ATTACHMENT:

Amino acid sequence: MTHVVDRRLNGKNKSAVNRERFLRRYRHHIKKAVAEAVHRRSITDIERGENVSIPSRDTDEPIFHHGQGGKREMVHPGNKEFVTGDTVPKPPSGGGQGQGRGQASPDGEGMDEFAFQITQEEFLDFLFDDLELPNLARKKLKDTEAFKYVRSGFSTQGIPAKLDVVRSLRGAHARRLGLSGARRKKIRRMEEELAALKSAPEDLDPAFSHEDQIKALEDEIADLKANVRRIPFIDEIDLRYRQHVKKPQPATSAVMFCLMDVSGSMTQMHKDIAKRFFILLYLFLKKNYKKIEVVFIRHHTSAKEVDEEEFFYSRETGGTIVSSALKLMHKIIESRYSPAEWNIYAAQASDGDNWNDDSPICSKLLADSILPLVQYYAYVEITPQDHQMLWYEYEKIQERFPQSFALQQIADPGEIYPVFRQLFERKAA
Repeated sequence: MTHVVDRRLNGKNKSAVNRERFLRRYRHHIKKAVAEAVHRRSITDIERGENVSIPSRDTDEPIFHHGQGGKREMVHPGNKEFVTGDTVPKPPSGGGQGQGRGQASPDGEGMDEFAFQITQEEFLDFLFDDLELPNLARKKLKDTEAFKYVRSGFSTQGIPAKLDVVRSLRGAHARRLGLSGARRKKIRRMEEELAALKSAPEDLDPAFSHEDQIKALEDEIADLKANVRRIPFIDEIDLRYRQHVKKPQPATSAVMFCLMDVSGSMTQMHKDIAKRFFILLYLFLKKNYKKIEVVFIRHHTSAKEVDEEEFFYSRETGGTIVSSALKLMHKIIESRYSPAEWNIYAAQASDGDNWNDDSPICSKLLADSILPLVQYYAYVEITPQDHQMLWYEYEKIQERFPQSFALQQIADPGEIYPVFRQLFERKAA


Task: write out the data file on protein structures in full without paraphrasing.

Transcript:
Amino acid sequence: MTHVVDRRLNGKNKSAVNRERFLRRYRHHIKKAVAEAVHRRSITDIERGENVSIPSRDTDEPIFHHGQGGKREMVHPGNKEFVTGDTVPKPPSGGGQGQGRGQASPDGEGMDEFAFQITQEEFLDFLFDDLELPNLARKKLKDTEAFKYVRSGFSTQGIPAKLDVVRSLRGAHARRLGLSGARRKKIRRMEEELAALKSAPEDLDPAFSHEDQIKALEDEIADLKANVRRIPFIDEIDLRYRQHVKKPQPATSAVMFCLMDVSGSMTQMHKDIAKRFFILLYLFLKKNYKKIEVVFIRHHTSAKEVDEEEFFYSRETGGTIVSSALKLMHKIIESRYSPAEWNIYAAQASDGDNWNDDSPICSKLLADSILPLVQYYAYVEITPQDHQMLWYEYEKIQERFPQSFALQQIADPGEIYPVFRQLFERKAA
Repeated sequence: MTHVVDRRLNGKNKSAVNRERFLRRYRHHIKKAVAEAVHRRSITDIERGENVSIPSRDTDEPIFHHGQGGKREMVHPGNKEFVTGDTVPKPPSGGGQGQGRGQASPDGEGMDEFAFQITQEEFLDFLFDDLELPNLARKKLKDTEAFKYVRSGFSTQGIPAKLDVVRSLRGAHARRLGLSGARRKKIRRMEEELAALKSAPEDLDPAFSHEDQIKALEDEIADLKANVRRIPFIDEIDLRYRQHVKKPQPATSAVMFCLMDVSGSMTQMHKDIAKRFFILLYLFLKKNYKKIEVVFIRHHTSAKEVDEEEFFYSRETGGTIVSSALKLMHKIIESRYSPAEWNIYAAQASDGDNWNDDSPICSKLLADSILPLVQYYAYVEITPQDHQMLWYEYEKIQERFPQSFALQQIADPGEIYPVFRQLFERKAA